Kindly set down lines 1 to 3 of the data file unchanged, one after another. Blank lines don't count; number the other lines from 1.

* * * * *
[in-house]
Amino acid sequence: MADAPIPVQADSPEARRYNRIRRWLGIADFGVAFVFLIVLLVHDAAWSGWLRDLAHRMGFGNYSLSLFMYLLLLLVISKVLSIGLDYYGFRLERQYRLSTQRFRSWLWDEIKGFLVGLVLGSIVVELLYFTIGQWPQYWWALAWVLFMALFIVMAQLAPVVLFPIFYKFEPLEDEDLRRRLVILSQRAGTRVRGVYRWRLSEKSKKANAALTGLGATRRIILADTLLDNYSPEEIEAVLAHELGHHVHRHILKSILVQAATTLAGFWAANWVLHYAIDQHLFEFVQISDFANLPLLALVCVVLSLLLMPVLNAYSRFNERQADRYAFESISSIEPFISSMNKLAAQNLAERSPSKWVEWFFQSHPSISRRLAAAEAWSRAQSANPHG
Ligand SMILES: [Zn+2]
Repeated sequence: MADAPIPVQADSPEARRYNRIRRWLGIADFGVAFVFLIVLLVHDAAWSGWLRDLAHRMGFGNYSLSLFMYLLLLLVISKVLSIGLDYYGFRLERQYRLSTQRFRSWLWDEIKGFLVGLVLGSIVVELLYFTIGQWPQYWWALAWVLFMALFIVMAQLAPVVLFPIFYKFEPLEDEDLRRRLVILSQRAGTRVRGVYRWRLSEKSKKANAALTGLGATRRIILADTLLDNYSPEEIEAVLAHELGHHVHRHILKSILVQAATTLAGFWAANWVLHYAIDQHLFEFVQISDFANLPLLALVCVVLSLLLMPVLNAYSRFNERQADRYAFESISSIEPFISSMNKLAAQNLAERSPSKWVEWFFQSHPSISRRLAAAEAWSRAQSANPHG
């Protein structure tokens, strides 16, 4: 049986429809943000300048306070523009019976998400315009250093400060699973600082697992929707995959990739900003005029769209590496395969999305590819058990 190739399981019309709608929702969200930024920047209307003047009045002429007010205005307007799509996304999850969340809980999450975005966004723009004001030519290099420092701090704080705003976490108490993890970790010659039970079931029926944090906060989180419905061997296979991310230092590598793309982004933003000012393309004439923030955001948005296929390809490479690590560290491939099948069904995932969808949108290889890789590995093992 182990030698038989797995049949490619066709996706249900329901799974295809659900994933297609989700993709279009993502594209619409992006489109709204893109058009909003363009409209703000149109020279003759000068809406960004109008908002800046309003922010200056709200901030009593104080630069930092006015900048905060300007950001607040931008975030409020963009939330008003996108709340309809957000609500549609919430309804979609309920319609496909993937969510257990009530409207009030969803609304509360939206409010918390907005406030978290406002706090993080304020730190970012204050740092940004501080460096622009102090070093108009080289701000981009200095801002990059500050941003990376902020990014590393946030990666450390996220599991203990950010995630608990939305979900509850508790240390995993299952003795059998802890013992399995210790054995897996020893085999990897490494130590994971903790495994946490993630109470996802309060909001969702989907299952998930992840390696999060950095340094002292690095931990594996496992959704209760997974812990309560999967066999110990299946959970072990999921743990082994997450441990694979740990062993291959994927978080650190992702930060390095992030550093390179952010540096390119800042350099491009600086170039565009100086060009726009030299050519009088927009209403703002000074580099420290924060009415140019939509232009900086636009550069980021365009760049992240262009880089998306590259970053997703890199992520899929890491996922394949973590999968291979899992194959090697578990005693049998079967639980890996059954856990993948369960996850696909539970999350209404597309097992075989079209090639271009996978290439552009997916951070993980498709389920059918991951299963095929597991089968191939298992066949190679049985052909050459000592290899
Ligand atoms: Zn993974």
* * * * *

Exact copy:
[in-house]
Amino acid sequence: MADAPIPVQADSPEARRYNRIRRWLGIADFGVAFVFLIVLLVHDAAWSGWLRDLAHRMGFGNYSLSLFMYLLLLLVISKVLSIGLDYYGFRLERQYRLSTQRFRSWLWDEIKGFLVGLVLGSIVVELLYFTIGQWPQYWWALAWVLFMALFIVMAQLAPVVLFPIFYKFEPLEDEDLRRRLVILSQRAGTRVRGVYRWRLSEKSKKANAALTGLGATRRIILADTLLDNYSPEEIEAVLAHELGHHVHRHILKSILVQAATTLAGFWAANWVLHYAIDQHLFEFVQISDFANLPLLALVCVVLSLLLMPVLNAYSRFNERQADRYAFESISSIEPFISSMNKLAAQNLAERSPSKWVEWFFQSHPSISRRLAAAEAWSRAQSANPHG
Ligand SMILES: [Zn+2]